The Monte Carlo method was introduced soon after the development of the digital computer by Stanislaw Ulam and John von Neumann (Ulam et al. 1947), though it also seems to have been independently invented by Enrico Fermi (Metropolis 1987). An early paper on Monte Carlo was written by Metropolis and Ulam (1949).

Many books have been written on Monte Carlo integration. Hammersley and Handscomb (1964), Spanier and Gelbard (1969), and Kalos and Whitlock (1986) are classic references. More recent books on the topic include those by Sobol (1994), Fishman (1996), and Liu (2001). We have also found Owen’s in-progress book (2019) to be an invaluable resource. Motwani and Raghavan (1995) have written an excellent introduction to the broader topic of randomized algorithms.

Most of the functions of interest in rendering are nonnegative; applying importance sampling to negative functions requires special care. A straightforward option is to define a sampling distribution that is proportional to the absolute value of the function. See also Owen and Zhou (2000) for a more effective sampling approach for such functions.

Multiple importance sampling was developed by Veach and Guibas (Veach and Guibas 1995; Veach 1997). Normally, a predetermined number of samples are taken using each sampling technique; see Pajot et al. (2011) and Lu et al. (2013) for approaches to adaptively distributing the samples over strategies in an effort to reduce variance by choosing those that are the best match to the integrand. Grittmann et al. (2019) tracked the variance of each sampling technique and then dynamically adjusted the MIS weights accordingly. The MIS compensation approach was developed by Karlík et al. (2019).

Sbert and collaborators (2016, 2017, 2018) have performed further variance analysis on MIS estimators and have developed improved methods based on allocating samples according to the variance and cost of each technique. Kondapaneni et al. (2019) considered the generalization of MIS to include negative weights and derived optimal estimators in that setting. West et al. (2020) considered the case where a continuum of sampling techniques are available and derived an optimal MIS estimator for that case, and Grittmann et al. (2021) have developed improved MIS estimators when correlation is present among samples (as is the case, for example, with bidirectional light transport algorithms).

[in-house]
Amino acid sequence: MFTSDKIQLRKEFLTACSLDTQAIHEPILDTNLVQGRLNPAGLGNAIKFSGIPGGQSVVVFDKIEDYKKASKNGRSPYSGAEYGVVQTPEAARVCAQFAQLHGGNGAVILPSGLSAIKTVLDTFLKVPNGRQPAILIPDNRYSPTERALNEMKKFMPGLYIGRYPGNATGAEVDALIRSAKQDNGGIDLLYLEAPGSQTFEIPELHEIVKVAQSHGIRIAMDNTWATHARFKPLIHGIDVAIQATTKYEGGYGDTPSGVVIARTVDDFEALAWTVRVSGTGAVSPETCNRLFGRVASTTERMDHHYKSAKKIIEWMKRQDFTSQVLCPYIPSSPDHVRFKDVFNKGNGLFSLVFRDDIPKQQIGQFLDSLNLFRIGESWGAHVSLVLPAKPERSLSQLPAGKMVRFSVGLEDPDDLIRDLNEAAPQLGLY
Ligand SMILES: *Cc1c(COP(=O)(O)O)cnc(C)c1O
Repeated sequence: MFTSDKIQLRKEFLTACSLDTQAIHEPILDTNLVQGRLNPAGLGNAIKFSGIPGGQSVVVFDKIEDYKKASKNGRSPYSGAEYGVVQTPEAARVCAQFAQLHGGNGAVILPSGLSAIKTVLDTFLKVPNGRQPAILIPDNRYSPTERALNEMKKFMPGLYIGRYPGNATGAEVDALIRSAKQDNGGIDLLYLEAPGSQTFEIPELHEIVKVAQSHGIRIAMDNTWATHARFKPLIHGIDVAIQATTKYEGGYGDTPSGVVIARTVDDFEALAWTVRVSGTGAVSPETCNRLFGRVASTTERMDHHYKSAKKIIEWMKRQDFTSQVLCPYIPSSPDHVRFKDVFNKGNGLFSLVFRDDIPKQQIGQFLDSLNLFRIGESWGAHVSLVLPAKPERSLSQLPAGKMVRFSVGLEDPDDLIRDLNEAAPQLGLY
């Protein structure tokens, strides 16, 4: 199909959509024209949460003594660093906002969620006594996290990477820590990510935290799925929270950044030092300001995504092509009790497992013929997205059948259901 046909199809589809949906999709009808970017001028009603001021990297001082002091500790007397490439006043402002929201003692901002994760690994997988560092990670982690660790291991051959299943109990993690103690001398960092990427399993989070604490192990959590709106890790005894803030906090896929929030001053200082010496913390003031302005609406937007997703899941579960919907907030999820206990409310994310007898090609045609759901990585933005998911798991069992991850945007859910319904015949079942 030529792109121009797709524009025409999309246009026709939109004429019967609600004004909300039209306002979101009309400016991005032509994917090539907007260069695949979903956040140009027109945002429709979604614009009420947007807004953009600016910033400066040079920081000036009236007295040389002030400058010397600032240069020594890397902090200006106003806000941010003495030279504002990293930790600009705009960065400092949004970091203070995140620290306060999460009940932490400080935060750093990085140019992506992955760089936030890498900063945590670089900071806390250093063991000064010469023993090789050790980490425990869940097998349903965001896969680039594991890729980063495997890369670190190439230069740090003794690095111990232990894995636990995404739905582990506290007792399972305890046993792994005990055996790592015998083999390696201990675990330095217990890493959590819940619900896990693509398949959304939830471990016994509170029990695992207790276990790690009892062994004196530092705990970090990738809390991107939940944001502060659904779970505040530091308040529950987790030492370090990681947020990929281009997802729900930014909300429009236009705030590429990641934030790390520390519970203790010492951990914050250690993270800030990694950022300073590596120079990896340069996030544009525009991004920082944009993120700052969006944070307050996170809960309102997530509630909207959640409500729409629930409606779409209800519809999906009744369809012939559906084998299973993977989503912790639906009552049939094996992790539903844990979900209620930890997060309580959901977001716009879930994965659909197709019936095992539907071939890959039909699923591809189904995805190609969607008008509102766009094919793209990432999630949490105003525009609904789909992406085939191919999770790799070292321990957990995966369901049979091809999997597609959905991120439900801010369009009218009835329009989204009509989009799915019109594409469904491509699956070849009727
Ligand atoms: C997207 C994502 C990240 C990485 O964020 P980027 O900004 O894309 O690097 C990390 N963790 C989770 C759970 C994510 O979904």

Heitz (2020) described an inversion-based sampling method that can be applied when CDF inversion of a 1D function is not possible. It is based on sampling from a second function that approximates the first and then using a second random variable to adjust the sample to match the original function’s distribution. An interesting alternative to manually deriving sampling techniques was described by Anderson et al. (2017), who developed a domain-specific language for sampling where probabilities are automatically computed, given the implementation of a sampling algorithm. They showed the effectiveness of their approach with succinct implementations of a number of tricky sampling techniques.

The numerically stable sampling technique used in SampleLinear() is an application of Muller’s method (1956) due to Heitz (2020).

In applications of Monte Carlo in graphics, the integrand is often a product of factors, where no sampling distribution is available that fits the full product. While multiple importance sampling can give reasonable results in this case, at least minimizing variance from ineffective sampling techniques, sampling the full product is still preferable. Talbot et al. (2005) applied importance resampling to this problem, taking multiple samples from some distribution and then choosing among them with probability proportional to the full integrand. More recently, Hart et al. (2020) presented a simple technique based on warping uniform samples that can be used to approximate product sampling. For more information on this topic, see also the “Further Reading” sections of Chapters 13 and 14, which discuss product sampling approaches in the context of specific light transport algorithms.

Debugging Monte Carlo algorithms can be challenging, since it is their behavior in expectation that determines their correctness: it may be difficult to tell if the program execution for a particular sample is correct. Statistical tests can be an effective approach for checking their correctness. See the papers by Subr and Arvo (2007a) and by Jung et al. (2020) for applicable techniques.

See also the “Further Reading” section in Appendix A, which has information about the sampling algorithms implemented there as well as related approaches.

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